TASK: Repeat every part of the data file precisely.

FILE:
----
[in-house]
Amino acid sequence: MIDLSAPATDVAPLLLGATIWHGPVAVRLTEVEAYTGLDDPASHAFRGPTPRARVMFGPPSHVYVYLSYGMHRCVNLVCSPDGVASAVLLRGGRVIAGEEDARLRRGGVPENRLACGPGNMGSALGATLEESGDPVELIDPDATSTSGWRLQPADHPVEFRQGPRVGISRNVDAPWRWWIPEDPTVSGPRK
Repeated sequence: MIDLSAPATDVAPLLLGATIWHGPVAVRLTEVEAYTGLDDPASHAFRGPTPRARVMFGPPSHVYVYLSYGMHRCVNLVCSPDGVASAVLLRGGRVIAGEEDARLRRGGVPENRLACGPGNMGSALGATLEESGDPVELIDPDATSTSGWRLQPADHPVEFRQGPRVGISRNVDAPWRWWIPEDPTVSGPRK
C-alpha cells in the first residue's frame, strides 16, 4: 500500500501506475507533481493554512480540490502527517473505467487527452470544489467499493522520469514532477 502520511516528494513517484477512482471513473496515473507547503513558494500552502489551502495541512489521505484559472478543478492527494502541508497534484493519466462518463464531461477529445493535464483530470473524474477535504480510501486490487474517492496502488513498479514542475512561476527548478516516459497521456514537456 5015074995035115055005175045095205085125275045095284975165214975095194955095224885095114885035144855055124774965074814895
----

[in-house]
Amino acid sequence: MIDLSAPATDVAPLLLGATIWHGPVAVRLTEVEAYTGLDDPASHAFRGPTPRARVMFGPPSHVYVYLSYGMHRCVNLVCSPDGVASAVLLRGGRVIAGEEDARLRRGGVPENRLACGPGNMGSALGATLEESGDPVELIDPDATSTSGWRLQPADHPVEFRQGPRVGISRNVDAPWRWWIPEDPTVSGPRK
Repeated sequence: MIDLSAPATDVAPLLLGATIWHGPVAVRLTEVEAYTGLDDPASHAFRGPTPRARVMFGPPSHVYVYLSYGMHRCVNLVCSPDGVASAVLLRGGRVIAGEEDARLRRGGVPENRLACGPGNMGSALGATLEESGDPVELIDPDATSTSGWRLQPADHPVEFRQGPRVGISRNVDAPWRWWIPEDPTVSGPRK
C-alpha cells in the first residue's frame, strides 16, 4: 500500500501506475507533481493554512480540490502527517473505467487527452470544489467499493522520469514532477 502520511516528494513517484477512482471513473496515473507547503513558494500552502489551502495541512489521505484559472478543478492527494502541508497534484493519466462518463464531461477529445493535464483530470473524474477535504480510501486490487474517492496502488513498479514542475512561476527548478516516459497521456514537456 5015074995035115055005175045095205085125275045095284975165214975095194955095224885095114885035144855055124774965074814895